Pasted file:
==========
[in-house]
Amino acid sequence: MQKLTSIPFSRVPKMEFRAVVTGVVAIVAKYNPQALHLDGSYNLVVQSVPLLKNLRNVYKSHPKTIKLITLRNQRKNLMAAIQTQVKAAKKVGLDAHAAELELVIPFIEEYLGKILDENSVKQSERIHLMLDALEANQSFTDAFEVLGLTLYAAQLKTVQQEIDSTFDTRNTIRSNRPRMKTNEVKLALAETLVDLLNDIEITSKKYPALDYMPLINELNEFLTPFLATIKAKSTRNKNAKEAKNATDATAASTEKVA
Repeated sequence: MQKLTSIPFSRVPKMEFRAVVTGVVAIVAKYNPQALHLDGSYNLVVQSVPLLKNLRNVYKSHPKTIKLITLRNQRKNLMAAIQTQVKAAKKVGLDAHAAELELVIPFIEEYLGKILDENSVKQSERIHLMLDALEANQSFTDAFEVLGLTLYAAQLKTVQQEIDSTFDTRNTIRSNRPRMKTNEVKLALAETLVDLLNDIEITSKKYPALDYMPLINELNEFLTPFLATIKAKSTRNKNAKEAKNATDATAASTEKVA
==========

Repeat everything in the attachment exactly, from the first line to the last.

[in-house]
Amino acid sequence: MQKLTSIPFSRVPKMEFRAVVTGVVAIVAKYNPQALHLDGSYNLVVQSVPLLKNLRNVYKSHPKTIKLITLRNQRKNLMAAIQTQVKAAKKVGLDAHAAELELVIPFIEEYLGKILDENSVKQSERIHLMLDALEANQSFTDAFEVLGLTLYAAQLKTVQQEIDSTFDTRNTIRSNRPRMKTNEVKLALAETLVDLLNDIEITSKKYPALDYMPLINELNEFLTPFLATIKAKSTRNKNAKEAKNATDATAASTEKVA
Repeated sequence: MQKLTSIPFSRVPKMEFRAVVTGVVAIVAKYNPQALHLDGSYNLVVQSVPLLKNLRNVYKSHPKTIKLITLRNQRKNLMAAIQTQVKAAKKVGLDAHAAELELVIPFIEEYLGKILDENSVKQSERIHLMLDALEANQSFTDAFEVLGLTLYAAQLKTVQQEIDSTFDTRNTIRSNRPRMKTNEVKLALAETLVDLLNDIEITSKKYPALDYMPLINELNEFLTPFLATIKAKSTRNKNAKEAKNATDATAASTEKVA